Project: Tourism Extension “Who’s Who”

The Project

The Tourism Extension website contains a section that lets visitors find contacts by county, as well as by specialty/area of expertise. A solution needed to be found that would allow searching or filtering of this profile information, while allowing the staff to easily manage each person’s profile.

The Problem:

The information was presented in a way that required a lot of scrolling, or at least a lot of clicking back and forth on the page. There was no search capability, and the navigation was using page anchors, which resulted in the page jumping around. Without a “back to top” link, the user had to scroll all the way back up if they didn’t find what they wanted on the first attempt.

The Solution:

It became obvious that a database needed to be employed to store the information about each person being profiled, so that a filter or search could be applied to the site. A quick and simple database was set up, and the OT Framework was used to gain user access controls, and speed up development. The information from the database was exposed via a few public methods in a structured format (JSON), which can then be displayed on any website.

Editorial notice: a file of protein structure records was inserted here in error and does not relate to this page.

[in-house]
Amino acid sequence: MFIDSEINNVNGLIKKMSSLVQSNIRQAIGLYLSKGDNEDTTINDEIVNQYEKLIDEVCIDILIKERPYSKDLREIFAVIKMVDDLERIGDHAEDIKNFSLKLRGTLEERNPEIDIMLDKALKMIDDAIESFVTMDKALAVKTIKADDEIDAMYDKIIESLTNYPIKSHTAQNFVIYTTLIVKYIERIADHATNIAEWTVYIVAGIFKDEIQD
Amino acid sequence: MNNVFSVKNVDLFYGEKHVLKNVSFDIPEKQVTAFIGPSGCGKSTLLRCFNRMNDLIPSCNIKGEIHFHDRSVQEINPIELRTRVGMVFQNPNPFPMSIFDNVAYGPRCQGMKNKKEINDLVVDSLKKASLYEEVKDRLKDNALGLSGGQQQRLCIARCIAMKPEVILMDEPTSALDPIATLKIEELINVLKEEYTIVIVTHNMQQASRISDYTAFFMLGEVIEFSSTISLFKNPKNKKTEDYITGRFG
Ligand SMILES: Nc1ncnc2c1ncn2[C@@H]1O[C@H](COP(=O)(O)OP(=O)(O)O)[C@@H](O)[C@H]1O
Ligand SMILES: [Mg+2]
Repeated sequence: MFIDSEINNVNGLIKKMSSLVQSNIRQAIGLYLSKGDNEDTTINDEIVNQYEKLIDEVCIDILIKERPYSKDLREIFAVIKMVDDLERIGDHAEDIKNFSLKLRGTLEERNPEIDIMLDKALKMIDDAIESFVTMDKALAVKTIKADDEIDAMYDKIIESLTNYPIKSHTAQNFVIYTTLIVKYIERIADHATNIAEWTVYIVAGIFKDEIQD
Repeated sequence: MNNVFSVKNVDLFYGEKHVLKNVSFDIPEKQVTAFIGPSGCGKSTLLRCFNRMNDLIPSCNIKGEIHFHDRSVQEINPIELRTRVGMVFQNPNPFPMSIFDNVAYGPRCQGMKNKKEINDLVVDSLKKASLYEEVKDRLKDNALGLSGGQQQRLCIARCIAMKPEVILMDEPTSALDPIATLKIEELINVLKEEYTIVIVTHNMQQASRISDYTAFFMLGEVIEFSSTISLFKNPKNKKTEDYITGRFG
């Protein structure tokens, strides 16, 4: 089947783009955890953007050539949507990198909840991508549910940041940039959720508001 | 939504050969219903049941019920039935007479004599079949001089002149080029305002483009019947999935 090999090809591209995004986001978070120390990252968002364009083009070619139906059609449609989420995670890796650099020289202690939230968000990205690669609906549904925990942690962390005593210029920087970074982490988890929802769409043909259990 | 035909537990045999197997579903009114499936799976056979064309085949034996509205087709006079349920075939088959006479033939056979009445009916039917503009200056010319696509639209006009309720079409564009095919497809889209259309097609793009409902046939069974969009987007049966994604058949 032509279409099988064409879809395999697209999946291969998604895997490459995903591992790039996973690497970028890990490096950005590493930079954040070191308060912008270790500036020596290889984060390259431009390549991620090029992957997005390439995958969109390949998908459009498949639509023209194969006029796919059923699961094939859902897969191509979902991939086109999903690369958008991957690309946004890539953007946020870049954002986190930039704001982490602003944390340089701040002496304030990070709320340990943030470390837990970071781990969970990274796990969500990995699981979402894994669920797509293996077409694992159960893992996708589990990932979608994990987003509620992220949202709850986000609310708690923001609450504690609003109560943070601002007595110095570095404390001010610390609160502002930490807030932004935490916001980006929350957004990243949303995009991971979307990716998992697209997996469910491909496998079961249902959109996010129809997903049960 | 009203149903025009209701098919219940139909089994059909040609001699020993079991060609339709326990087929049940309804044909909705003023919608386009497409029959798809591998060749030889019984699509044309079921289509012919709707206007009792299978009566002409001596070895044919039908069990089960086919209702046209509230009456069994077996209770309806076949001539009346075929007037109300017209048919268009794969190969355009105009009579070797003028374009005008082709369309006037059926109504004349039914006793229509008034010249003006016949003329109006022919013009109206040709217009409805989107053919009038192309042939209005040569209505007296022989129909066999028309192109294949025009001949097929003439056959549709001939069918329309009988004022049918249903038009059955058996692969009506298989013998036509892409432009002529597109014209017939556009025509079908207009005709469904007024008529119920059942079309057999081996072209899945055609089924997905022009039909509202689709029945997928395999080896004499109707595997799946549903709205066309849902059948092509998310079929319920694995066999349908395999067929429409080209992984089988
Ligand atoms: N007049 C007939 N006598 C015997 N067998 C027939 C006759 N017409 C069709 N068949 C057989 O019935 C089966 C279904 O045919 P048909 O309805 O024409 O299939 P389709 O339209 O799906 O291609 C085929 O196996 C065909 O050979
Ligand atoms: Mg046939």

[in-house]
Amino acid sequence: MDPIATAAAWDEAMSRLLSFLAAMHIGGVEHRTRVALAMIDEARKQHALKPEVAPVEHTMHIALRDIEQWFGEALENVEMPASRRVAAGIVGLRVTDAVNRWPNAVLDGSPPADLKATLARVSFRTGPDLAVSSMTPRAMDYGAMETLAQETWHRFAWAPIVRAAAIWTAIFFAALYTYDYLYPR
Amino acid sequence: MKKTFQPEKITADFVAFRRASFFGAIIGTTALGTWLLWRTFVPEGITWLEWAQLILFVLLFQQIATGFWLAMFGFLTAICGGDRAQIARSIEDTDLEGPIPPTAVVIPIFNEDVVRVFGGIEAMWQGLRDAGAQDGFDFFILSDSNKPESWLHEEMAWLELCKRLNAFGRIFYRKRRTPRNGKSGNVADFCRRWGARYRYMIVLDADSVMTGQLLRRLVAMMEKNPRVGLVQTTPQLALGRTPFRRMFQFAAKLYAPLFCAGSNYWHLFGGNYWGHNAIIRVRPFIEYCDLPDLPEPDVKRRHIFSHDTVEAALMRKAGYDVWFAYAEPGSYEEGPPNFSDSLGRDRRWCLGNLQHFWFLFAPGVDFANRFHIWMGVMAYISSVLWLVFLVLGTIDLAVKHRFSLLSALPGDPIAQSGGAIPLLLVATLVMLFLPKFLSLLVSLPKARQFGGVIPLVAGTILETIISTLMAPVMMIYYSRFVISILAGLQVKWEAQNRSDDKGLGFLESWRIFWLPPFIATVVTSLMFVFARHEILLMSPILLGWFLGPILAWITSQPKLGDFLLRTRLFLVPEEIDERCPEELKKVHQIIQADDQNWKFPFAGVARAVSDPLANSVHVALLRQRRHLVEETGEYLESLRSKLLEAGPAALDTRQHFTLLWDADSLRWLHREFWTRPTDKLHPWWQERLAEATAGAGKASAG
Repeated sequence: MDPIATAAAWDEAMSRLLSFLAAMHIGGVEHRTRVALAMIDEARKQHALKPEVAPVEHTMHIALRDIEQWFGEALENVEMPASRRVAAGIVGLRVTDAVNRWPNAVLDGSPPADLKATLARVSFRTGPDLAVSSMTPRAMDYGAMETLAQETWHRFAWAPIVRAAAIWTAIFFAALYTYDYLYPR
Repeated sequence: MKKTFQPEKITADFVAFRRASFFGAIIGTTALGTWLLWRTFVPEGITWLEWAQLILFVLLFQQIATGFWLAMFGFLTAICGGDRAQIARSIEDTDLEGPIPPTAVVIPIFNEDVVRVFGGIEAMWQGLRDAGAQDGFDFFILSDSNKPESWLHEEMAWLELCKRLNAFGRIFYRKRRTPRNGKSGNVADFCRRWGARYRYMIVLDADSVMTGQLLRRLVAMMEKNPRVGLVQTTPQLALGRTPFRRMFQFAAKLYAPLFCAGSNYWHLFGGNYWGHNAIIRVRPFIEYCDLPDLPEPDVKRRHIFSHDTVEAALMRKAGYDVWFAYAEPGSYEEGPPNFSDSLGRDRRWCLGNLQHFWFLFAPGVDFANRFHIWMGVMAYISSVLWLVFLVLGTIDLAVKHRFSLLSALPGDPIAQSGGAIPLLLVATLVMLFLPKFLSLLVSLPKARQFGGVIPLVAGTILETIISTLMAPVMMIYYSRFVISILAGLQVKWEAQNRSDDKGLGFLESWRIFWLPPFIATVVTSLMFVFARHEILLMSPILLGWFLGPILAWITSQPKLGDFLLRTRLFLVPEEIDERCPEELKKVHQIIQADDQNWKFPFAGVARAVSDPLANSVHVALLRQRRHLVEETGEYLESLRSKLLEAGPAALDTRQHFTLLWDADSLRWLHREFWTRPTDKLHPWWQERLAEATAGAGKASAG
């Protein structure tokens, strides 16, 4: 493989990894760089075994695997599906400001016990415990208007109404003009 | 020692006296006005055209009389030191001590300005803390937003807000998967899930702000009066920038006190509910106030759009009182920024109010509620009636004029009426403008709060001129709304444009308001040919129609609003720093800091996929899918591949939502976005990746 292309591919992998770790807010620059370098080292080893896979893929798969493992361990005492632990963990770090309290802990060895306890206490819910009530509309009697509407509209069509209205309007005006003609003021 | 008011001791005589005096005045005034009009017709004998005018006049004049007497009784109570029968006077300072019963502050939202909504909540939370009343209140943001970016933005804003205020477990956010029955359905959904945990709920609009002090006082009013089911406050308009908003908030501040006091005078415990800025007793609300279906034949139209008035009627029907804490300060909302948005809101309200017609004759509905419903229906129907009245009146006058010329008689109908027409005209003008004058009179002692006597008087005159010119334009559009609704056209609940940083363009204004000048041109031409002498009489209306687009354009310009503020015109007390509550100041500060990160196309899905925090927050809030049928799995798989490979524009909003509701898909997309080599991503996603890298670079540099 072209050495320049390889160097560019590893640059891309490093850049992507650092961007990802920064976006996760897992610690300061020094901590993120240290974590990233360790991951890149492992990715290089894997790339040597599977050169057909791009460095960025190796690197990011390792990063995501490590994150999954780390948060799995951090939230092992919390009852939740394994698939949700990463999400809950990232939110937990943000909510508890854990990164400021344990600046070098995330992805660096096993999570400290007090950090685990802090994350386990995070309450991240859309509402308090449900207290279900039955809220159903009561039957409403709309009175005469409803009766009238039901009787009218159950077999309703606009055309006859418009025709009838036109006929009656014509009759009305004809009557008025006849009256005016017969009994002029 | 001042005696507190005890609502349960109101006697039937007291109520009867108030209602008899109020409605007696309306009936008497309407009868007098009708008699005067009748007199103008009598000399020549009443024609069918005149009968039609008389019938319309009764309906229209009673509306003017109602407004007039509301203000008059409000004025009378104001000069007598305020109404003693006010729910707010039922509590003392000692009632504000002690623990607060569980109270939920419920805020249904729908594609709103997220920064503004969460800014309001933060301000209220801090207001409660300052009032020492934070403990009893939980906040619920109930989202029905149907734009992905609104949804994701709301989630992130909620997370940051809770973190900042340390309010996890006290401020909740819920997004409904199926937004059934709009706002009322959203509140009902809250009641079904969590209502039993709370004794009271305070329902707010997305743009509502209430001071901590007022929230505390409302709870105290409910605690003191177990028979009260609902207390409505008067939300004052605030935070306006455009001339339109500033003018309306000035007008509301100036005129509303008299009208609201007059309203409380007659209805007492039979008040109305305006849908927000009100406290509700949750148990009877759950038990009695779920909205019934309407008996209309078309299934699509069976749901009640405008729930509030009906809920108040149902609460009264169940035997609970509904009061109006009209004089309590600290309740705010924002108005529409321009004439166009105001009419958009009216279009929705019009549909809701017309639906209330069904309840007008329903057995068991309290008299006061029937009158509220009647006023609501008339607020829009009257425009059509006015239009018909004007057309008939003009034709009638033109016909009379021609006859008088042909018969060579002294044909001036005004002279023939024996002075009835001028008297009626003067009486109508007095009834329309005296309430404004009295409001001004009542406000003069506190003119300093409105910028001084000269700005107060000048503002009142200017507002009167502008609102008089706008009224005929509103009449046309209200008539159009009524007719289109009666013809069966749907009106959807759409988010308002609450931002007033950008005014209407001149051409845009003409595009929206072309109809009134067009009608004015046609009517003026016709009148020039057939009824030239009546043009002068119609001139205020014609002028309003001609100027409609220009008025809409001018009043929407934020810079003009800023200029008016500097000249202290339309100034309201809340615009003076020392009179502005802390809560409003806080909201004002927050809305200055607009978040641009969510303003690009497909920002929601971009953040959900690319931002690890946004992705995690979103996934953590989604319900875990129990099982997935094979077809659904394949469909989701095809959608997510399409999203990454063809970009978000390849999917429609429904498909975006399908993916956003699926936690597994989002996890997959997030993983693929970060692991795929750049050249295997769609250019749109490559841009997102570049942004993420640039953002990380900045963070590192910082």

After the database was operational, and all the information for each person was stored, a solution for how to display the information on the website became the focus. jQuery/javascript templates were the answer, as they provide an easy method of displaying dynamic data on the page in a structured way.

Two drop down menus trigger a fetch from the database containing the list of counties, the list of specialties, and the complete list of users. When the user selects an option from the drop-down menu, it triggers a specific search of the database, with only those results being returned (JSON). The results are displayed without the user being taken to another page on the site, making it easier for users to perform multiple searches without interruption or extra page loads. The only thing the users see is a loading graphic while the fetch is occurring (which takes less then 2 or 3 seconds, depending on how many results are retrieved).

The template solution was built using Garrison Locke’s (from Outreach Technology) example he posted on GitHub for the Triangle PHP User’s Group Meetup a couple of months ago.

Only the fields that contain values are displayed, which is important, as all of the fields are optional (and there’s no sense displaying a blank line for “Address Line 2” if that field is not filled in for the majority of people).

This solution was deployed to Tourism Extension’s AFS locker, using a database on CNR’s web hosting account.

Demonstration of Solution



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